Hidden Talents -- David Lubar

Martin Anderson has been kicked out of every school he's ever attended, and he's just arrived at the end of the line:  Edgeview Alternative.  It's his last stop.  Get expelled from Edgeview, and there's nowhere left to go.

LubarIt isn't so much that Martin is a BAD kid -- he doesn't start fires, like his new roommate Torchie, or cheat on every single test, quiz & homework assignment like Cheater, or constantly throw things for no apparent reason like Trash...  Martin just has a tendency to mouth off a little, as he explains to Torchie:

"I'm here because I seem to have a bit of a problem respecting authority.  That's how they put it.  Well, that's how the polite ones put it.  I've also been called a major pain in the butt, a disturbing influence, a smart mouth, and a snotty-nosed little puke, among other things."  I didn't bother adding some of Dad's more colorful phrases.

Of course, every school has an obligatory psychotic jackass*.  Bloodbath is Edgeview's:

Bloodbath, passing by in the other direction, glanced back and grinned.  I guess the punch was his way of saying hello.  It would have been nice to return the greeting with a baseball bat, but there didn't seem to be one handy.   I waited until he was out of sight before I rubbed the sore spot.

But, you say, what does any of that have to do with the title?  Why is this book called Hidden Talents

Okay, so the jacket flap gives it away.  But as it doesn't overtly factor into the story until about halfway through the book, I don't want to just come out and say it.  Here's a big clue, though:  All of Martin's new friends -- Torchie, Cheater and the rest -- have consistently denied ANY wrongdoing.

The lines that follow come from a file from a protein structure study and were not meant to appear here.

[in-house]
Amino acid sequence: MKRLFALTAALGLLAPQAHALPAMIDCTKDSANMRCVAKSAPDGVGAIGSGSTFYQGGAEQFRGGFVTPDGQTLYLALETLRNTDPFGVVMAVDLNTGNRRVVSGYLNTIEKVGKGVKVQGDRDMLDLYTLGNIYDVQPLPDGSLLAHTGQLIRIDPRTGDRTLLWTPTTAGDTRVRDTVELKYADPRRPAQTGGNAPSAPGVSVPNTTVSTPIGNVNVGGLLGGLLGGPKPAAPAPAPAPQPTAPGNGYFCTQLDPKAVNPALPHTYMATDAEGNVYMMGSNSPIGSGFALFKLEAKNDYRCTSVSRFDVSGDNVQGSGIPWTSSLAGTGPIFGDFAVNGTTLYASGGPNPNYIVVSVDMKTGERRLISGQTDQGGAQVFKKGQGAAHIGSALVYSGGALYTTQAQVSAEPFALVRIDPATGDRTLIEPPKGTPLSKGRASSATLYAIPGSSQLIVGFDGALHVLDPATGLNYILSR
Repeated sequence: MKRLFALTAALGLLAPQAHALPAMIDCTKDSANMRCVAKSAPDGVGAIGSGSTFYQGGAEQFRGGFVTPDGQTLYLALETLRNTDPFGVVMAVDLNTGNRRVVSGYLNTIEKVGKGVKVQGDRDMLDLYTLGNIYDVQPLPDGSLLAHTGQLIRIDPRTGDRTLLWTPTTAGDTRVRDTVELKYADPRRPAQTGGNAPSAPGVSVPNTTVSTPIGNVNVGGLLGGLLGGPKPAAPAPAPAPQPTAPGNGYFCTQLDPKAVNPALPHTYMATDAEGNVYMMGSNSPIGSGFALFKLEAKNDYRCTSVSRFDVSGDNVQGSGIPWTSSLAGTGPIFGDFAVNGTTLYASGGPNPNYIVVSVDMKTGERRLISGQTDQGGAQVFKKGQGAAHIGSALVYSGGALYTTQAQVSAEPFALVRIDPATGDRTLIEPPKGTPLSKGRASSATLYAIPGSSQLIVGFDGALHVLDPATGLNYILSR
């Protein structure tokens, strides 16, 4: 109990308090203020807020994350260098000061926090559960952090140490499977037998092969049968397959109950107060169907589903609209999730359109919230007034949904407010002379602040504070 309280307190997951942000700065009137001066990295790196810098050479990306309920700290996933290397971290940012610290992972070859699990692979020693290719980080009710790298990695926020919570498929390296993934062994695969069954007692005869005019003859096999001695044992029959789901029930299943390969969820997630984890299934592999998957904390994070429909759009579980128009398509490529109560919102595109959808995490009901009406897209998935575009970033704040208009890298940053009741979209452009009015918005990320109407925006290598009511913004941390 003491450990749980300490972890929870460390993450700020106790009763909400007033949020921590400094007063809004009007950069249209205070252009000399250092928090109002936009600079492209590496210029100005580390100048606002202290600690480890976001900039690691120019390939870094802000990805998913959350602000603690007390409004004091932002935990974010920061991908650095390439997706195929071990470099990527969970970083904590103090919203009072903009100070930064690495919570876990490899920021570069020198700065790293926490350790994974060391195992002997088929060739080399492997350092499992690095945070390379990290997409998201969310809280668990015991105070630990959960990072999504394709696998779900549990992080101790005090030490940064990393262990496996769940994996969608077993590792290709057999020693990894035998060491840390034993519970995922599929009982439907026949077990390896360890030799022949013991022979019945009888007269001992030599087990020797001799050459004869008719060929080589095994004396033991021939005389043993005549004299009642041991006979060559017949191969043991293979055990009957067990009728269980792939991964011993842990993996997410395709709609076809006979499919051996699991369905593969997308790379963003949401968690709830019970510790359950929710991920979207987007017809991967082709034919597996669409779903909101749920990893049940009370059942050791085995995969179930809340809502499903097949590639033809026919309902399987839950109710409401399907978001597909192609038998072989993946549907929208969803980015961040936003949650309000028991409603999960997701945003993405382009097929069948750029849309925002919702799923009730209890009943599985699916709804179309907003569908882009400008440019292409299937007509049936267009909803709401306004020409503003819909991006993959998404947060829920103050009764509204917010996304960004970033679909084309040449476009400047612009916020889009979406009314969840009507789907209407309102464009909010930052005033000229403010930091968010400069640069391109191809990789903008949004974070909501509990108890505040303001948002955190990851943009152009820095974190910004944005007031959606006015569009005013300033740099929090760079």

Roll that one around in your brain for a while**.

At the end of each chapter, other documents are included -- a copy of a teacher's memo, a student's assignment, a letter, a transcript of a conversation, and a few times, a hilariously bad poem:

A single grain of mighty sand,
I hold it lovingly in my hand.
Gentle orb, so small and simple.
A single grain, oh wondrous sand
Who came, perhaps from a foreign land
A speck no bigger than a pimple.

I love David Lubar, even though I haven't read nearly enough of his books.  Everything that I have read has ranged from enjoyable to just plain excellent.  This one is lots of fun, not too dark or deep -- a solid pick for a reluctant reader. 

Spoiler-laden minor nitpicky whiny complaint in the comments.

Regardless of my minor nitpicky whiny complaint, I'll be reading the sequel, True Talents, as soon as I get my hands on it.

*Thank you, Veronica Mars.  I love that line.

**Yeah, okay.  It really isn't that difficult.  The title alone did it for me.  But I still didn't want to be HORRIBLY spoileriffic.  If you still haven't figured it out, though, here's another clue:  As a pre-teen, I was a huge, huge fan of The Girl With the Silver Eyes.